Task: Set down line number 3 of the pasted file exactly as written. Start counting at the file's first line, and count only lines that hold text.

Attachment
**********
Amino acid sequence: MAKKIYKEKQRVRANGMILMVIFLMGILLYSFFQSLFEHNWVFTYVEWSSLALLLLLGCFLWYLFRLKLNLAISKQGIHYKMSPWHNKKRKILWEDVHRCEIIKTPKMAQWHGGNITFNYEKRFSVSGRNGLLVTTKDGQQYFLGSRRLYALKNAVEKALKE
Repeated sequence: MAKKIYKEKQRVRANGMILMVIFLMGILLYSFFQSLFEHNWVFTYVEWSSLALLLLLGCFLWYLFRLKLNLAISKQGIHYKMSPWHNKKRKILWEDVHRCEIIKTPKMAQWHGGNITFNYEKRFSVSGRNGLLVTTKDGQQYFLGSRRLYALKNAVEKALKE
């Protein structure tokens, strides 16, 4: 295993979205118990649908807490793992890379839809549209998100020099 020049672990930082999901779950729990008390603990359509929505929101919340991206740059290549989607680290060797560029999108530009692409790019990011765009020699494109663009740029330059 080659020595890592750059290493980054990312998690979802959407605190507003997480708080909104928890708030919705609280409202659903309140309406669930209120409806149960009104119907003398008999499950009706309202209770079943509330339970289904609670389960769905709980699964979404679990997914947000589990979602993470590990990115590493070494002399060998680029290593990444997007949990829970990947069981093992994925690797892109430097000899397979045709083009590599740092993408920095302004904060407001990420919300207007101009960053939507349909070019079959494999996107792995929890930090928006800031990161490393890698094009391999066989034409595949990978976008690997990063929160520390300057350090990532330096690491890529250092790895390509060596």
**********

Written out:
């Protein structure tokens, strides 16, 4: 295993979205118990649908807490793992890379839809549209998100020099 020049672990930082999901779950729990008390603990359509929505929101919340991206740059290549989607680290060797560029999108530009692409790019990011765009020699494109663009740029330059 080659020595890592750059290493980054990312998690979802959407605190507003997480708080909104928890708030919705609280409202659903309140309406669930209120409806149960009104119907003398008999499950009706309202209770079943509330339970289904609670389960769905709980699964979404679990997914947000589990979602993470590990990115590493070494002399060998680029290593990444997007949990829970990947069981093992994925690797892109430097000899397979045709083009590599740092993408920095302004904060407001990420919300207007101009960053939507349909070019079959494999996107792995929890930090928006800031990161490393890698094009391999066989034409595949990978976008690997990063929160520390300057350090990532330096690491890529250092790895390509060596």